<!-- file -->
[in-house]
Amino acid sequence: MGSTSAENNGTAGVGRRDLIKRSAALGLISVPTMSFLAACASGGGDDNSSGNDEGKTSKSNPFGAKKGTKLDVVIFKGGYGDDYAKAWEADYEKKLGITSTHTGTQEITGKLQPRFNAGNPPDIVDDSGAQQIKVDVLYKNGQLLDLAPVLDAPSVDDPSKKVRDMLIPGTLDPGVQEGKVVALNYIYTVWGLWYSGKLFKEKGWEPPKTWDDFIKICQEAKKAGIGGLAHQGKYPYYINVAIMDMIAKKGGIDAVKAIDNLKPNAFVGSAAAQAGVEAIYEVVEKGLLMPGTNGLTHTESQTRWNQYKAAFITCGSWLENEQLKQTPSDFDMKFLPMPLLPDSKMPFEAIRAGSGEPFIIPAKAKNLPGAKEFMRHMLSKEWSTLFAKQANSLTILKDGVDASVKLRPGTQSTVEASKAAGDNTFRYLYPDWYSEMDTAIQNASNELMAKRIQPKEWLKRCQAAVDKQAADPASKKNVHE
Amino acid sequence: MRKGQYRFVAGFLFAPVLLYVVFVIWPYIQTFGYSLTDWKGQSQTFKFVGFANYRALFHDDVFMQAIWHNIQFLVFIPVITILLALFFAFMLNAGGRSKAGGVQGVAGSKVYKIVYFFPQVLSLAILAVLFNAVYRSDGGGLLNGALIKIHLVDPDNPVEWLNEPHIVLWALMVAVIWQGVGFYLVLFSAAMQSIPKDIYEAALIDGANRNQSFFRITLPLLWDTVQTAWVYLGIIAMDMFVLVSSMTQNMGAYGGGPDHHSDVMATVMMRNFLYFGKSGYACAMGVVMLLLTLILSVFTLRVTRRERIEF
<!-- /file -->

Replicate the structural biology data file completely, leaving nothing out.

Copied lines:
[in-house]
Amino acid sequence: MGSTSAENNGTAGVGRRDLIKRSAALGLISVPTMSFLAACASGGGDDNSSGNDEGKTSKSNPFGAKKGTKLDVVIFKGGYGDDYAKAWEADYEKKLGITSTHTGTQEITGKLQPRFNAGNPPDIVDDSGAQQIKVDVLYKNGQLLDLAPVLDAPSVDDPSKKVRDMLIPGTLDPGVQEGKVVALNYIYTVWGLWYSGKLFKEKGWEPPKTWDDFIKICQEAKKAGIGGLAHQGKYPYYINVAIMDMIAKKGGIDAVKAIDNLKPNAFVGSAAAQAGVEAIYEVVEKGLLMPGTNGLTHTESQTRWNQYKAAFITCGSWLENEQLKQTPSDFDMKFLPMPLLPDSKMPFEAIRAGSGEPFIIPAKAKNLPGAKEFMRHMLSKEWSTLFAKQANSLTILKDGVDASVKLRPGTQSTVEASKAAGDNTFRYLYPDWYSEMDTAIQNASNELMAKRIQPKEWLKRCQAAVDKQAADPASKKNVHE
Amino acid sequence: MRKGQYRFVAGFLFAPVLLYVVFVIWPYIQTFGYSLTDWKGQSQTFKFVGFANYRALFHDDVFMQAIWHNIQFLVFIPVITILLALFFAFMLNAGGRSKAGGVQGVAGSKVYKIVYFFPQVLSLAILAVLFNAVYRSDGGGLLNGALIKIHLVDPDNPVEWLNEPHIVLWALMVAVIWQGVGFYLVLFSAAMQSIPKDIYEAALIDGANRNQSFFRITLPLLWDTVQTAWVYLGIIAMDMFVLVSSMTQNMGAYGGGPDHHSDVMATVMMRNFLYFGKSGYACAMGVVMLLLTLILSVFTLRVTRRERIEF